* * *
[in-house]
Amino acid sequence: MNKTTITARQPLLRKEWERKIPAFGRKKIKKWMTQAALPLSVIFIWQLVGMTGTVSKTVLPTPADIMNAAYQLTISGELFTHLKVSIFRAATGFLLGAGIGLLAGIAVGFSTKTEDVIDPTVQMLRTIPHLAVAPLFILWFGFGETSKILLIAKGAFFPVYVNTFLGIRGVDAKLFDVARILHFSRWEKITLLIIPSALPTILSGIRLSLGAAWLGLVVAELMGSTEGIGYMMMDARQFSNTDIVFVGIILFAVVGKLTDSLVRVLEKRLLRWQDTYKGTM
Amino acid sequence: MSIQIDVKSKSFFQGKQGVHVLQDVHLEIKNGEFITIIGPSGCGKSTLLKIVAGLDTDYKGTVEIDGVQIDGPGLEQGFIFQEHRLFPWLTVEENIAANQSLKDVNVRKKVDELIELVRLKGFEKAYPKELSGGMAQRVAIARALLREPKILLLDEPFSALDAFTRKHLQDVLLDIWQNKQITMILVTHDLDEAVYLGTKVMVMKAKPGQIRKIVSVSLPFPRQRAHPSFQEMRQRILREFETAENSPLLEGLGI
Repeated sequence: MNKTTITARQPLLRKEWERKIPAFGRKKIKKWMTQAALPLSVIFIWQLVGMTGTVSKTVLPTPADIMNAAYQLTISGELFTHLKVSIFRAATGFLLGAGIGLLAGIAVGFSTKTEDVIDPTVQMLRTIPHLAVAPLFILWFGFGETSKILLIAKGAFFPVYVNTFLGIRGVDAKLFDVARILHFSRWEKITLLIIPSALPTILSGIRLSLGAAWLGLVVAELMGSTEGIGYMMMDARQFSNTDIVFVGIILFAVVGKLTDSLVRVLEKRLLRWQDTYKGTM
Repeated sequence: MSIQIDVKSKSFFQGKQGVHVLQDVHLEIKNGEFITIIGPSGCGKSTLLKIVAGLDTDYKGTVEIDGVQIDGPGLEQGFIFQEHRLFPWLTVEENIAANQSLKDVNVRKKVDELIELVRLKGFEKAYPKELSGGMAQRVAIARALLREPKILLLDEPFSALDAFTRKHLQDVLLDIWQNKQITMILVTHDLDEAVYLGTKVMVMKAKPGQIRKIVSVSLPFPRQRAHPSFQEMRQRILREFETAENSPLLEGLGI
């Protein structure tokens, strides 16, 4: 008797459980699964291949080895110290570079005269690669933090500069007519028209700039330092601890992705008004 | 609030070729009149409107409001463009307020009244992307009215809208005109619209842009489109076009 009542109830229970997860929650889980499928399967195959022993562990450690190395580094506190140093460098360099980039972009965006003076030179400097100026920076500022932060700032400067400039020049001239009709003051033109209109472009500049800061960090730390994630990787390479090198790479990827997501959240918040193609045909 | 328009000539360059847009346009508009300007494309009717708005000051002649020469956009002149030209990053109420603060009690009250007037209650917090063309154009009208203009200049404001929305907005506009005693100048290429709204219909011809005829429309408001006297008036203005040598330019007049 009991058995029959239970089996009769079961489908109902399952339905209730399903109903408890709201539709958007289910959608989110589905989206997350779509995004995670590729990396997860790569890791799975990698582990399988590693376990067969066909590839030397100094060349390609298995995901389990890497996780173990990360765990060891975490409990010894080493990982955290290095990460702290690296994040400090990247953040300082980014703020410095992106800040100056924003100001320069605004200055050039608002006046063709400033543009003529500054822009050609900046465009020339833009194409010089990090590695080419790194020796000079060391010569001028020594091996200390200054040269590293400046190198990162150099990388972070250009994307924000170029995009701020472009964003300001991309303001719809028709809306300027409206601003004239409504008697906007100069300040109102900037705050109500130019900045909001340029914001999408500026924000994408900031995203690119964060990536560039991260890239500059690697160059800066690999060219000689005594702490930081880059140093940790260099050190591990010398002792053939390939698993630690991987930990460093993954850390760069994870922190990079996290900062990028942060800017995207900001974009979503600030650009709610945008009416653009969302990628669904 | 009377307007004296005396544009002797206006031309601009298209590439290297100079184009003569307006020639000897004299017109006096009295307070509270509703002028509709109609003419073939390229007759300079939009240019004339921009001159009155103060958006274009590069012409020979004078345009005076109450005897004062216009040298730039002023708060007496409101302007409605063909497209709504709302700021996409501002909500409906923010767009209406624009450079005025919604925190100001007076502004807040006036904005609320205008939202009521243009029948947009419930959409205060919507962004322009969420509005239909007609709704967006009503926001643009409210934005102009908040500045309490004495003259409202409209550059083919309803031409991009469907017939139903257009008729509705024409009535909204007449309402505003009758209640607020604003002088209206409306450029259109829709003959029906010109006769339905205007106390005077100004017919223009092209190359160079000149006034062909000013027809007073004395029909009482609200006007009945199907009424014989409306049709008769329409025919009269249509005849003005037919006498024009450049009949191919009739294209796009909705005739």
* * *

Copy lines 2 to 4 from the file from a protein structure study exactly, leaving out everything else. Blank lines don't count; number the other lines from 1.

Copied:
Amino acid sequence: MNKTTITARQPLLRKEWERKIPAFGRKKIKKWMTQAALPLSVIFIWQLVGMTGTVSKTVLPTPADIMNAAYQLTISGELFTHLKVSIFRAATGFLLGAGIGLLAGIAVGFSTKTEDVIDPTVQMLRTIPHLAVAPLFILWFGFGETSKILLIAKGAFFPVYVNTFLGIRGVDAKLFDVARILHFSRWEKITLLIIPSALPTILSGIRLSLGAAWLGLVVAELMGSTEGIGYMMMDARQFSNTDIVFVGIILFAVVGKLTDSLVRVLEKRLLRWQDTYKGTM
Amino acid sequence: MSIQIDVKSKSFFQGKQGVHVLQDVHLEIKNGEFITIIGPSGCGKSTLLKIVAGLDTDYKGTVEIDGVQIDGPGLEQGFIFQEHRLFPWLTVEENIAANQSLKDVNVRKKVDELIELVRLKGFEKAYPKELSGGMAQRVAIARALLREPKILLLDEPFSALDAFTRKHLQDVLLDIWQNKQITMILVTHDLDEAVYLGTKVMVMKAKPGQIRKIVSVSLPFPRQRAHPSFQEMRQRILREFETAENSPLLEGLGI
Repeated sequence: MNKTTITARQPLLRKEWERKIPAFGRKKIKKWMTQAALPLSVIFIWQLVGMTGTVSKTVLPTPADIMNAAYQLTISGELFTHLKVSIFRAATGFLLGAGIGLLAGIAVGFSTKTEDVIDPTVQMLRTIPHLAVAPLFILWFGFGETSKILLIAKGAFFPVYVNTFLGIRGVDAKLFDVARILHFSRWEKITLLIIPSALPTILSGIRLSLGAAWLGLVVAELMGSTEGIGYMMMDARQFSNTDIVFVGIILFAVVGKLTDSLVRVLEKRLLRWQDTYKGTM